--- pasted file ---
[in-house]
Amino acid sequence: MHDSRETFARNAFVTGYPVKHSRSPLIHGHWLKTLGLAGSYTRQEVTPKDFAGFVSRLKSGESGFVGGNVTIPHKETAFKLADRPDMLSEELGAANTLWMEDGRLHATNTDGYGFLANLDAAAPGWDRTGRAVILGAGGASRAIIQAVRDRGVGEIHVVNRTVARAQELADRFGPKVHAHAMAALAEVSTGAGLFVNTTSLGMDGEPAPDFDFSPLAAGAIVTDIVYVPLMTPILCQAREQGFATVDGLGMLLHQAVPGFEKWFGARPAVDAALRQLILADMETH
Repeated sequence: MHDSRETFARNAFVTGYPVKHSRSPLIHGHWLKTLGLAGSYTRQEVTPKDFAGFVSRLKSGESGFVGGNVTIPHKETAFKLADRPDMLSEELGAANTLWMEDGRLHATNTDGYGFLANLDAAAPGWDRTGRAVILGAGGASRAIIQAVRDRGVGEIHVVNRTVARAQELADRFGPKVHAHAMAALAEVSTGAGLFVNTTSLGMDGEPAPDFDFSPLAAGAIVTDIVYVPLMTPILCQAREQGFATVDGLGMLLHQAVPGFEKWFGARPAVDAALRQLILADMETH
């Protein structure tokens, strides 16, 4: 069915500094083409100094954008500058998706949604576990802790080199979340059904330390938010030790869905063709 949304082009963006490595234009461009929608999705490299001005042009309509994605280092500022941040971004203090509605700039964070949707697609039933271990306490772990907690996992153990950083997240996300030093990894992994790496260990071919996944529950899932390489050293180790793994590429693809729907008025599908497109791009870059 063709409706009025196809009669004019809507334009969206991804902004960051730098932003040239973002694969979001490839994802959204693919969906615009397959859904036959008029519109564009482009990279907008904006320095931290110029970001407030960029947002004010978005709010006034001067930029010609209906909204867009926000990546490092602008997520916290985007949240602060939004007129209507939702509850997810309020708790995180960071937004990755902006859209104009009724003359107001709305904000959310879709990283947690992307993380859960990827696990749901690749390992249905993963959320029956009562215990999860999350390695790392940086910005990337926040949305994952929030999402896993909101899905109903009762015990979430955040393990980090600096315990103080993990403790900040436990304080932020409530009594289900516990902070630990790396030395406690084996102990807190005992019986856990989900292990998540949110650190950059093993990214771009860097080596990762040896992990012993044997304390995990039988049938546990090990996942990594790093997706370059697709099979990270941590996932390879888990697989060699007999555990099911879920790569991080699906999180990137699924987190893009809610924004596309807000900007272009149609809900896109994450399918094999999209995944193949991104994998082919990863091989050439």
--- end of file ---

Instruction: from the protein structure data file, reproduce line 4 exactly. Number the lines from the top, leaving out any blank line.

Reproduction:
């Protein structure tokens, strides 16, 4: 069915500094083409100094954008500058998706949604576990802790080199979340059904330390938010030790869905063709 949304082009963006490595234009461009929608999705490299001005042009309509994605280092500022941040971004203090509605700039964070949707697609039933271990306490772990907690996992153990950083997240996300030093990894992994790496260990071919996944529950899932390489050293180790793994590429693809729907008025599908497109791009870059 063709409706009025196809009669004019809507334009969206991804902004960051730098932003040239973002694969979001490839994802959204693919969906615009397959859904036959008029519109564009482009990279907008904006320095931290110029970001407030960029947002004010978005709010006034001067930029010609209906909204867009926000990546490092602008997520916290985007949240602060939004007129209507939702509850997810309020708790995180960071937004990755902006859209104009009724003359107001709305904000959310879709990283947690992307993380859960990827696990749901690749390992249905993963959320029956009562215990999860999350390695790392940086910005990337926040949305994952929030999402896993909101899905109903009762015990979430955040393990980090600096315990103080993990403790900040436990304080932020409530009594289900516990902070630990790396030395406690084996102990807190005992019986856990989900292990998540949110650190950059093993990214771009860097080596990762040896992990012993044997304390995990039988049938546990090990996942990594790093997706370059697709099979990270941590996932390879888990697989060699007999555990099911879920790569991080699906999180990137699924987190893009809610924004596309807000900007272009149609809900896109994450399918094999999209995944193949991104994998082919990863091989050439």